The Outward Civility of the Christian Court and the Roman Senate

Valentinian I became emperor in 364 C.E. and ruled in the west from his capital Milan while his brother and coemperor Valens ruled the east from his capital Constantinople. These emperors were military men and their courts were filled with a large professional class of bureaucrats who were ambitious and socially mobile. Their military character contrasted sharply with the Roman senatorial class. Although politically marginalized, Roman aristocrats enjoyed the leisure, wealth, and education reserved exclusively for their class. And the Roman senate still retained important ceremonial functions. Thus, in 367 C.E., a representative of the senate was summoned to the court to deliver a laudatio, "speech of praise," for Valentinian's quinquennalia, the celebration of his first five-years of rule.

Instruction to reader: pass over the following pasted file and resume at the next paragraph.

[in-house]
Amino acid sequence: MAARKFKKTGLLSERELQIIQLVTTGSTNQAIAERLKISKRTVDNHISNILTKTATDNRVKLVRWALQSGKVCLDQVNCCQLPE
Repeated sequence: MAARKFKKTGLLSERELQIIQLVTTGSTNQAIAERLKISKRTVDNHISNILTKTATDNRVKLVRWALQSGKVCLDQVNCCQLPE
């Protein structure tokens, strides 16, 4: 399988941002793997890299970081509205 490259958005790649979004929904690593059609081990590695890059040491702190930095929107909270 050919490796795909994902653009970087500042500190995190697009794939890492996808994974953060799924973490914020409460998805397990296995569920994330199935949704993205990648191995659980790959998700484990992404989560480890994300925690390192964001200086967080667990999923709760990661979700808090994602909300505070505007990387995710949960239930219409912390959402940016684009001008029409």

The young noble Roman senator Quintus Aurelius Symmachus journeyed from Rome to the court in Trier to deliver the laudatio on behalf of the Roman senate. This was an important commission and reflected Sym-machus's outstanding rhetorical skills as well as his tact: he was entrusted with the serious duty of forging diplomatic relations between the Roman senate and the imperial court. He also delivered from the senate the customary aurum oblaticium, "payment in gold," which the senate collected as a gesture of support for an emperor's fiscal agenda. In all, Symmachus was in Trier for a year. His time at court was so successful that he was invited by Valentinian to compose a second panegyric in honor of his third consulship in 370 C.E. Despite the exchange of goodwill between Symmachus and Valentinian, however, there were conflicts between the Christian court and the powerful and propertied Roman senators. Specifically, Valentinian's religious superstitions caused him to attack certain pagan religious practices.

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